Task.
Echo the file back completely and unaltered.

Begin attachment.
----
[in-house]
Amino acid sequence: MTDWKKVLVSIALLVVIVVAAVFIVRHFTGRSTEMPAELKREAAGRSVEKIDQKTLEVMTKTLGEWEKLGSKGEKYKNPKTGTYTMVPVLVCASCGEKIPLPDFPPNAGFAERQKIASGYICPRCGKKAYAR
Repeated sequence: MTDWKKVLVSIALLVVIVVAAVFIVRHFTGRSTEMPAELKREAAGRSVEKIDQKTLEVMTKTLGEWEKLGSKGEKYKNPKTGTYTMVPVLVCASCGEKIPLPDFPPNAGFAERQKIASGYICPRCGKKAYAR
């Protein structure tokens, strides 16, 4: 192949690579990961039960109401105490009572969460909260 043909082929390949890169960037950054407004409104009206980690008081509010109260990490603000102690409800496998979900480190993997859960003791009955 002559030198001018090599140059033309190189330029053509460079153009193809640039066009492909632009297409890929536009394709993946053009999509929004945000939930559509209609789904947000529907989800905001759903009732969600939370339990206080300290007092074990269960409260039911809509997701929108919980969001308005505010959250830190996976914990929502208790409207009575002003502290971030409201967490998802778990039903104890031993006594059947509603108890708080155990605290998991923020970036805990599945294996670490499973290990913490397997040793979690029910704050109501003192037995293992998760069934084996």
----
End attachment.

[in-house]
Amino acid sequence: MTDWKKVLVSIALLVVIVVAAVFIVRHFTGRSTEMPAELKREAAGRSVEKIDQKTLEVMTKTLGEWEKLGSKGEKYKNPKTGTYTMVPVLVCASCGEKIPLPDFPPNAGFAERQKIASGYICPRCGKKAYAR
Repeated sequence: MTDWKKVLVSIALLVVIVVAAVFIVRHFTGRSTEMPAELKREAAGRSVEKIDQKTLEVMTKTLGEWEKLGSKGEKYKNPKTGTYTMVPVLVCASCGEKIPLPDFPPNAGFAERQKIASGYICPRCGKKAYAR
């Protein structure tokens, strides 16, 4: 192949690579990961039960109401105490009572969460909260 043909082929390949890169960037950054407004409104009206980690008081509010109260990490603000102690409800496998979900480190993997859960003791009955 002559030198001018090599140059033309190189330029053509460079153009193809640039066009492909632009297409890929536009394709993946053009999509929004945000939930559509209609789904947000529907989800905001759903009732969600939370339990206080300290007092074990269960409260039911809509997701929108919980969001308005505010959250830190996976914990929502208790409207009575002003502290971030409201967490998802778990039903104890031993006594059947509603108890708080155990605290998991923020970036805990599945294996670490499973290990913490397997040793979690029910704050109501003192037995293992998760069934084996």